What environmental regs will be in the firing line after Brexit, and will Theresa May be a green PM?

Emma Hoskyn

Back in May, when I was speculating about what the impact of an EU leave result would be on environmental legislation - particularly those affecting the built environment - I didn’t think that it would become a reality. But, here we are. And whilst it’s not reality quite yet, we’ve taken a fork in the road that takes us on a different route to that which many of us thought we would take. It will take a while to clarify what life outside the EU will look like, but in the meantime, it is helpful to reflect on what environmental legislation might be in the firing line and how the next few months and years might play out.

What we know is that 80-90% of the UK’s environmental legislation is driven by the EU, so there could be a significant impact, depending on how the UK government weaves its way through the complex mesh of Brexit negotiations. One possibility is that the UK remains part of the European Economic Area (EEA). In doing so, we would be required to comply with most of the EU laws, which would be enforced by the European Commission and would allow us to trade with other countries without having to negotiate new agreements. The down-side of this route is that we would not be in a position to influence future legislation and would therefore have to ‘blindly’ accept whatever is agreed by the remaining member states.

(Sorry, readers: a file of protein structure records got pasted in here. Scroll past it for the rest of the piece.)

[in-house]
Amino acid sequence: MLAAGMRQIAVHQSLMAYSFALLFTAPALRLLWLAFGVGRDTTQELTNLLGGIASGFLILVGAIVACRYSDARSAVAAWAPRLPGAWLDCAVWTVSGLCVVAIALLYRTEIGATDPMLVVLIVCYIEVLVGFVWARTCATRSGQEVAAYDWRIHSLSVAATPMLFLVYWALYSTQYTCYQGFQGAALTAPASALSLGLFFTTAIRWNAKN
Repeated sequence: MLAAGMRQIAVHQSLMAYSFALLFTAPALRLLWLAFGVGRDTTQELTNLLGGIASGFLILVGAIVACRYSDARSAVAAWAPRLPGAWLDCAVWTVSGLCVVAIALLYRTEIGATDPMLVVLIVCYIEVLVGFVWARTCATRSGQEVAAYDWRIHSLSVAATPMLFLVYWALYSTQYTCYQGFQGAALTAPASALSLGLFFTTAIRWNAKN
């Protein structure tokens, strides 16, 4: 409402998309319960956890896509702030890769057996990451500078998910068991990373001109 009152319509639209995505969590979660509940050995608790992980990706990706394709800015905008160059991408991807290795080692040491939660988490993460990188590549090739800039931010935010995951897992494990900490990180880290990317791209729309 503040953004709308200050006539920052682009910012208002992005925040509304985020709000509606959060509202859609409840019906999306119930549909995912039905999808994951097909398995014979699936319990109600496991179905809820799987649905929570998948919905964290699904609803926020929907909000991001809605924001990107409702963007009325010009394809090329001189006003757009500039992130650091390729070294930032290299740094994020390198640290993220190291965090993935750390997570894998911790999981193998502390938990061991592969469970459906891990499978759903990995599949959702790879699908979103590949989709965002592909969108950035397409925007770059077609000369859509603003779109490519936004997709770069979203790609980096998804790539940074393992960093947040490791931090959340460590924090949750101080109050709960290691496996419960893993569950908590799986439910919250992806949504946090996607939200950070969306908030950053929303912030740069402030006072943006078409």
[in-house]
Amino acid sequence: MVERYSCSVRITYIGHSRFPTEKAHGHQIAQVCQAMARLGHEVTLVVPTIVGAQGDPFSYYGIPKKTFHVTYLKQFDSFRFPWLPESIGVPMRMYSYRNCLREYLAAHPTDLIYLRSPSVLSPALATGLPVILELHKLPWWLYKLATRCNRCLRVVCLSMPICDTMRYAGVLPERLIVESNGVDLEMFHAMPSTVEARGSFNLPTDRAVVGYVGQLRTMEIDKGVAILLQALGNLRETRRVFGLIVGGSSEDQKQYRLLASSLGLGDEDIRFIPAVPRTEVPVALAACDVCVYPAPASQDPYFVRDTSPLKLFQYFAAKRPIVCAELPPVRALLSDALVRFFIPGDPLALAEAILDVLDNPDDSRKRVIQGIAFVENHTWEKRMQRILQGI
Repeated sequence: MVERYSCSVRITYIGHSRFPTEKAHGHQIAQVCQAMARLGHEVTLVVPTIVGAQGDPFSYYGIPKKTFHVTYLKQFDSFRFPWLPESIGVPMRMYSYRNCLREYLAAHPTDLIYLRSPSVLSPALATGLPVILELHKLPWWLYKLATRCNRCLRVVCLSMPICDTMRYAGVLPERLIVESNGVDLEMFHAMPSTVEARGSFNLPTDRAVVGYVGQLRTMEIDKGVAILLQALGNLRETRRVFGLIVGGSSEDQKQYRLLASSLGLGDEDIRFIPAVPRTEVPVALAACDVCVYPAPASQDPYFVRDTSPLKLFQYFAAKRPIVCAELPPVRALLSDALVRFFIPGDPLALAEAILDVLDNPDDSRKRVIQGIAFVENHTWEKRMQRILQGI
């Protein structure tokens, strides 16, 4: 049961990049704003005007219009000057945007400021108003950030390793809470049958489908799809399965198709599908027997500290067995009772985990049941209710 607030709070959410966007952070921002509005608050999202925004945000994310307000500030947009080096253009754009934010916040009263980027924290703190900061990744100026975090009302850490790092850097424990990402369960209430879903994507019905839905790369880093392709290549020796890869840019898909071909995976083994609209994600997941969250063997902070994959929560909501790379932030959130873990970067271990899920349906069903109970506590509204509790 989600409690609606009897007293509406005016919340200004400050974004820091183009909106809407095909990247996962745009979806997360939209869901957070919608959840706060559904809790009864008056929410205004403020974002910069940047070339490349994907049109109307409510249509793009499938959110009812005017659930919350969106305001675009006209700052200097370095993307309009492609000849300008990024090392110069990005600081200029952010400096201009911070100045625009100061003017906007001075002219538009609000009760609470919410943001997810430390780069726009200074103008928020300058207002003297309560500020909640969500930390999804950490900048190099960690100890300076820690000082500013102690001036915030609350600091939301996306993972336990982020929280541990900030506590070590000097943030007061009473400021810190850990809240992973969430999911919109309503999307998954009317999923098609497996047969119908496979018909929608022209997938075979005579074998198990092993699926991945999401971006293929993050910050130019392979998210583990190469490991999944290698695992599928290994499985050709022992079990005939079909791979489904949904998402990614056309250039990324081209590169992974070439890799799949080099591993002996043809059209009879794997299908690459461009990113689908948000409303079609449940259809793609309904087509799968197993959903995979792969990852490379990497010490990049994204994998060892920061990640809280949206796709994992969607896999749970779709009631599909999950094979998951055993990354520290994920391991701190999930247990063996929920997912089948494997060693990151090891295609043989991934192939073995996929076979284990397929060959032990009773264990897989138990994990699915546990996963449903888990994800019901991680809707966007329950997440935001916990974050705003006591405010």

It will be up to new prime minister Theresa May to unpick whether membership of the EEA is the basis on which our exit is negotiated. If she chooses not to establish a new relationship on that basis, then all environmental legislation could be under the spotlight. Therefore her position in relation to the sustainability agenda and her choice of Environment and Energy cabinet members is fundamental to ensuring the UK remains a leading global force in tackling these issues.

80-90% of the UK’s environmental legislation is driven by the EU

We also know that the UK has environmental obligations which are not tied to being a member of the EU. At the Business and Climate Summit last month on 29th June, Amber Rudd, Secretary of State for Energy and Climate Change, commented that Brexit will make it harder for the UK to tackle climate change but that “our commitment to dealing with it has not gone away”. The Climate Change Act 2008 (setting a target for an 80% reduction in carbon emissions by 2050) and the UK’s signature to COP21 made in Paris in 2015 both remain strong drivers for continued action on carbon. A slight sticking point is that the COP21 agreement has not yet been ratified – something which May will have to pick up during her first few months in office.

Amber Rudd also emphasised that “renewable energy is going to continue to have a very strong future”, which will provide a shimmer of hope to those who expect that the UK’s renewable energy targets will be scrapped, since they are derived from the EU’s Renewable Energy Directive.

As each day passes, a little bit more is understood about the very complex issue of negotiating our exit from the EU. I am hopeful that between me writing this article and it being read by you, we will know a little bit more about what the future looks like – for the UK, for the property sector and the environment.

Emma Hoskyn is director of upstream sustainability services at JLL